Recently the US Supreme Court ruled against the Libertarian Party of Oklahoma in their Ballot Access suit. The court overturned a unanimous 10th Circuit Court of Appeals finding in favor of the Libertarian Party. The court ruled that the state of Oklahoma does not have to allow members of other parties to vote in its primary.
While Richard Winger of Ballot Access News found the decision ironic, because Justice Thomas wrote the majority decision while paying very little attention to oral arguments and Justice Rehnquist signed the decision after being absent for those same arguments, there is actually some positive coming from the decision.
As Richard Winger wrote:
Two of the Justices who voted to uphold the law, Justices O’Connor and Breyer, wrote separately to say that state laws that make it difficult for minor parties and independents to get on the ballot may very well be unconstitutional. O’Connor wrote that if all the election laws of Oklahoma that impact on minor parties had been brought into the case at the first stage, the decision might well have been different. This is the first time Justice O’Connor has expressed any sympathy or interest in minor party ballot access problems.
The 3 dissenting justices (Stevens, Souter and Ginsburg) also were critical of state election laws that make it difficult for minor parties and independent candidates to get on the ballot or otherwise carry out successful election campaigns. Therefore, an actual majority of the court (the 2 concurrers, and the 3 dissenters) have now expressed support for attempts to strike down restrictive ballot access laws. This is the first time a majority of the Court has been sympathetic to minor parties since 1992.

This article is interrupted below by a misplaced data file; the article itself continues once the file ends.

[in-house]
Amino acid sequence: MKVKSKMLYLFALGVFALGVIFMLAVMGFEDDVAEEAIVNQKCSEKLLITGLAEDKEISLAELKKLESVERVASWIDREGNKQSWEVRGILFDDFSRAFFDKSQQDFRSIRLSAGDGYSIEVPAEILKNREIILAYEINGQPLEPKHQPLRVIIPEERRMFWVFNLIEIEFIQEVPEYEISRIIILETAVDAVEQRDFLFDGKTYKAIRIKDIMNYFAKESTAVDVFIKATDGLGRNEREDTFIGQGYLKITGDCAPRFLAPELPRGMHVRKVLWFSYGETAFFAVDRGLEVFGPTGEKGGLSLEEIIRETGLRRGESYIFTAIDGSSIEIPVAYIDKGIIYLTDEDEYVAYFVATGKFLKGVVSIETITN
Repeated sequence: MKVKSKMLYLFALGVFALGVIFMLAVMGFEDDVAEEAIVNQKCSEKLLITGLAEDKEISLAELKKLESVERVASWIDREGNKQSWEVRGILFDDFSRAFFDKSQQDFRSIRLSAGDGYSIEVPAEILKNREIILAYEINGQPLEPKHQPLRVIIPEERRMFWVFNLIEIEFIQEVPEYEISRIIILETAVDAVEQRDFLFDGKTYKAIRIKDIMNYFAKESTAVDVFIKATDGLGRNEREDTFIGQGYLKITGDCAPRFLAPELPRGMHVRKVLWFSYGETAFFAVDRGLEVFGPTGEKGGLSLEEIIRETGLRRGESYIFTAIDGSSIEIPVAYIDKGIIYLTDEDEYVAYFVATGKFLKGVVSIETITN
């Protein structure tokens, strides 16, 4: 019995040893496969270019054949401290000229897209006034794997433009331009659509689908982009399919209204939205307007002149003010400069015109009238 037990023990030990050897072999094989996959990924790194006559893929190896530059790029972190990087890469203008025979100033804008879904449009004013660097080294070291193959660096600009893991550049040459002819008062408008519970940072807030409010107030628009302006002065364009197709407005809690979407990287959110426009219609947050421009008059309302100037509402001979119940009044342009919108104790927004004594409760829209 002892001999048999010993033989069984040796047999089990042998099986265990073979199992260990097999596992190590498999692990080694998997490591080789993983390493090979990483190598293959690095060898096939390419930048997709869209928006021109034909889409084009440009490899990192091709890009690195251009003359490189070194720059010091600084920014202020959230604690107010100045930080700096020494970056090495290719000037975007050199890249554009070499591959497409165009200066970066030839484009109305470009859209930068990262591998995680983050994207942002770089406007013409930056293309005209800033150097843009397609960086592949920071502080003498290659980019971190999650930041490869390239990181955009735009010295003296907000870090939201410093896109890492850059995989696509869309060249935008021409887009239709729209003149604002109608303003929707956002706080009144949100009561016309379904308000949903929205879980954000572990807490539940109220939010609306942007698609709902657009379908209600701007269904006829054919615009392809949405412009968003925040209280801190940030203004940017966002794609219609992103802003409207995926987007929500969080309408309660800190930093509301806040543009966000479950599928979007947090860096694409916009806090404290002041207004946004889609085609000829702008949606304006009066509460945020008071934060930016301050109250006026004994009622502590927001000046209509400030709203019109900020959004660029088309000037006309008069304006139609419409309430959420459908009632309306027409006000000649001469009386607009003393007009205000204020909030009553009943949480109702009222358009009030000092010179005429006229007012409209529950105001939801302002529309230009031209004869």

The US Supreme Court also refused to hear Ralph Nader’s ballot access case against Oregon, Kucera v Bradbury. So while there appears to be some movement on the court for equal access for minority parties, the current unsympathetic atmosphere still exists. So much that it is being noticed by countries around the world at the time we are trying to promote democracy for other oppressed cultures.
Ali Akhbar Hashemi Rafsanjani, considered the front-runner in the Iran presidential election next month, is quoted as saying, “There is only a veneer of democracy in the United States. Election laws are so complicated that people have no choice but to vote for one of the candidates who are with one of the two parties.”
Maybe some day soon, enough people in THIS country will be aware of the oppressive environment we live under and will help move us towards a more open political atmosphere. Then we won’t have same level of rhetoric we have to put up with now. We won’t be winning elections by tearing your opponent down but by building yourself up against more than one opponent. We will be brought ideas, not divisiveness. We will once again be led, by men of ideals, and not pushed by mobs of partisans…
But, as Steve Martin might say, …. “Naaaaaaaah…”